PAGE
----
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Virtually no designer is quite as synonymous with the Eighties as Stephen Sprouse, the Indiana native who served as the style czar to Deborah Harry and did as much for Day-Glo colors as every toy manufacturer combined. On the heels of a new coffee-table book by brothers Roger and Mauricio Padilha, “The Stephen Sprouse Book,” for Rizzioli, a retrospective at the Deitch Projects, and the release of even more Stephen Sprouse-Louis Vuitton merch, his friends and colleagues recall the late designer/artist, who died of lung cancer in 2004.
Dennis Christopher, colleague at Halston: There were three design assistants at Halston — Stephen Sprouse, Bill Dugan and myself. We made everything from luggage to eyewear to sheets and towels.
Bill Dugan, Halston colleague: You knew from the start that Stephen had talent. His sketching was amazing. But he was kind of awkward the first few years.
Karen Bjornson, Halston’s fit model: One day, Barbra Streisand called, and Stephen was always a huge fan. If you look at Stephen’s own collections, at the eyes, all the models have her makeup. But Halston had a rule that he didn’t bring his collection to anyone. They had to come to him. But Stephen took the call, or heard that she’d called, and decided to bring the clothes to her hotel room, where he took measurements and put the order in. Of course, Halston then heard about it and was not happy. He really let Stephen have it.
Christopher: We’d stay late and smoke marijuana and turn the music up really loud and Stephen would draw. That was what we did while the king was away. We also used to sneak clothes out for Debbie Harry to wear. She wasn’t famous yet and a couple times we got in trouble for that.
Anna Sui, designer: I would always see him at CBGBs or Max’s Kansas City. The Mudd Club after that. He liked Patti Smith and the punk bands. New York punk was not spiky hair and studs and kilts. It was very pared down. Stephen was a minimalist. That’s what he learned from Halston. He got the elegance of that and then put in his rock aesthetic and turned it into something else.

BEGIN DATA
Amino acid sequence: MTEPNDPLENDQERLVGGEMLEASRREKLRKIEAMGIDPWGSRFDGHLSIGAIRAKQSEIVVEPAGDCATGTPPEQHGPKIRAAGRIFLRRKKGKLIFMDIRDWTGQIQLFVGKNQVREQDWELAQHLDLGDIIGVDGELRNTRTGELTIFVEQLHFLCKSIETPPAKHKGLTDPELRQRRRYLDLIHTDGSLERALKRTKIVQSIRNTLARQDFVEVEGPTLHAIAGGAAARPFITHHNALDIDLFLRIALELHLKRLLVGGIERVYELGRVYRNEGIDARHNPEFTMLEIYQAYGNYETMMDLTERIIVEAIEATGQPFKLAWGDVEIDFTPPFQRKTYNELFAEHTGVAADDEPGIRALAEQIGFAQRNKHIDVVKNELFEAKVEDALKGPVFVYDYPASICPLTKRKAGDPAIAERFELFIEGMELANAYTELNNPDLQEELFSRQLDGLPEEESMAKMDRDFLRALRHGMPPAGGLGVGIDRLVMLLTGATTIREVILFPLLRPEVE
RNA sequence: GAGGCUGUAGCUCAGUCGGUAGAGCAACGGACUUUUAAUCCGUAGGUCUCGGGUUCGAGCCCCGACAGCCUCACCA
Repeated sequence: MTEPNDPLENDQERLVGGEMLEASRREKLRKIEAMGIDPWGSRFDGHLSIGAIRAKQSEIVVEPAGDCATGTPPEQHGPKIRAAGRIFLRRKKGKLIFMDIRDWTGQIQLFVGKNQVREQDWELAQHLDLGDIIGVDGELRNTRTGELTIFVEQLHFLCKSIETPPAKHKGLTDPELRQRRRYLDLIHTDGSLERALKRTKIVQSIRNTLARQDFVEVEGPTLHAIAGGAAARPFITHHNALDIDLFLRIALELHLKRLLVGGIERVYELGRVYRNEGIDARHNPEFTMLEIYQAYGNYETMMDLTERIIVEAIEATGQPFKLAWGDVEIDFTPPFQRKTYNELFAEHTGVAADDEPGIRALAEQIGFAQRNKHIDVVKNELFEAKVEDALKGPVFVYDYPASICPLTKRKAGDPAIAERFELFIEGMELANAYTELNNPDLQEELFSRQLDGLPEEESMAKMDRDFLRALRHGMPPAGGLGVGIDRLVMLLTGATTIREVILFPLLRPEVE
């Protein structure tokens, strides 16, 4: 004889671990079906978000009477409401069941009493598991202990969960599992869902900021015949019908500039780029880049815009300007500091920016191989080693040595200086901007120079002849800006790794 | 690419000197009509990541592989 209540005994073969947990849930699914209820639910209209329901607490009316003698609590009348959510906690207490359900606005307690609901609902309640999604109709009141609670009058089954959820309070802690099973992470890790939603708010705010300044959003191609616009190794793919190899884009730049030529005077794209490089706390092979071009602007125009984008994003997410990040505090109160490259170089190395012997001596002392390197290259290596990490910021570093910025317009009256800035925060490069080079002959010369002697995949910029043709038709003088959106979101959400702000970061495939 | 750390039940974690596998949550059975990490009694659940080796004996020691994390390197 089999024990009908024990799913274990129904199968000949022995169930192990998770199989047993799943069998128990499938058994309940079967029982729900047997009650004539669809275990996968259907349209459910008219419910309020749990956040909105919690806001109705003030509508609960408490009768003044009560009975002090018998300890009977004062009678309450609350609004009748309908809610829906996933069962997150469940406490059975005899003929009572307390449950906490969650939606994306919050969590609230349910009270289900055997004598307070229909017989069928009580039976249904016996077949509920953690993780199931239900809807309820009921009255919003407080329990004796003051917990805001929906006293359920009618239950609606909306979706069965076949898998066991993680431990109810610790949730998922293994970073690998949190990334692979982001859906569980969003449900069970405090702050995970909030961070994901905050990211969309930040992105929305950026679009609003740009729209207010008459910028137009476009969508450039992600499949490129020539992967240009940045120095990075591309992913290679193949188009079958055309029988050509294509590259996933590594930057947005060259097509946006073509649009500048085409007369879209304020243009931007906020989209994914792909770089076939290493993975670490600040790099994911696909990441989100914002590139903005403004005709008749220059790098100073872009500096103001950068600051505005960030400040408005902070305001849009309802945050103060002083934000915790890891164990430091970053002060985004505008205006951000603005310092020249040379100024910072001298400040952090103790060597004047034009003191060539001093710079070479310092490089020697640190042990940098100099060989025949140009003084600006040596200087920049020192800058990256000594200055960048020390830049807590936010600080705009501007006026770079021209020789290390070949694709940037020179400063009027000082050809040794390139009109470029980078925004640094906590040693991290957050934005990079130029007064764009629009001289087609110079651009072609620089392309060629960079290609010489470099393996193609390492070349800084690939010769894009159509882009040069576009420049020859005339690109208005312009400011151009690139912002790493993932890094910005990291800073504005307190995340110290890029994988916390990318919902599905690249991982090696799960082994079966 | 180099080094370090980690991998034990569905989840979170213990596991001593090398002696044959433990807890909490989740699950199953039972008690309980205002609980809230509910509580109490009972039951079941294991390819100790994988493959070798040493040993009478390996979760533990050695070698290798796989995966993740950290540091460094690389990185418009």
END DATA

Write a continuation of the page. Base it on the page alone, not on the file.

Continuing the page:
Deborah Harry, rock star: One of the things that put Blondie on the map was “Heart of Glass,” which crossed over. Stephen art directed the video. Well, at that point, crossing over was not hip. It was foul play and corruption and a lot of the rock ’n’ roll people were disgusted. But Stephen got it. Because his own taste was hardcore rock ‘n’ roll, and yet he was part of the fashion world.
Candy Pratts Price, fashion editor: We all moved to 58th Street. Debbie was in the penthouse, we were on 10 and Stephen was on two. He had a wonderful apartment. The walls were silver and he had the first color Xerox machine I’d ever seen in an apartment. It was the size of a refrigerator.
Harry: It was absolutely huge. We used it for the traditional reproduction of body parts. Steve did art with it.
Pratts Price: What was the wildest thing he made me back then? A pair of black gloves that he graffitied with Day-Glo colors, so that when we went to a club together, he could find me in the crowd whenever I was dancing. I’d just put my arms up and it was like announcing, “Here I am.”
Christiaan Houtenbos, hairstylist: Stephen was actually clean by the early Eighties. He got out and he never went back. All that was left was iced tea and cigarettes.
Paul Cavaco, stylist: Sprouse did the first big show at the Ritz because he wanted it to be like a rock concert. At that time, shows were done on a runway and the girls were, at most, 2 feet up. This was done the exact height of the stage, so the entire thing was over your head and everyone had to stand. It was chaos. It felt like a million people, and it wasn’t even fashion people. Editors were left outside because we couldn’t get them in.
Julie Mannion, show organizer: The fabrics were amazing and the cut was incredible. There was nothing sloppy and that was the dichotomy of it. It was the inspiration of the street but done at almost a couture level.<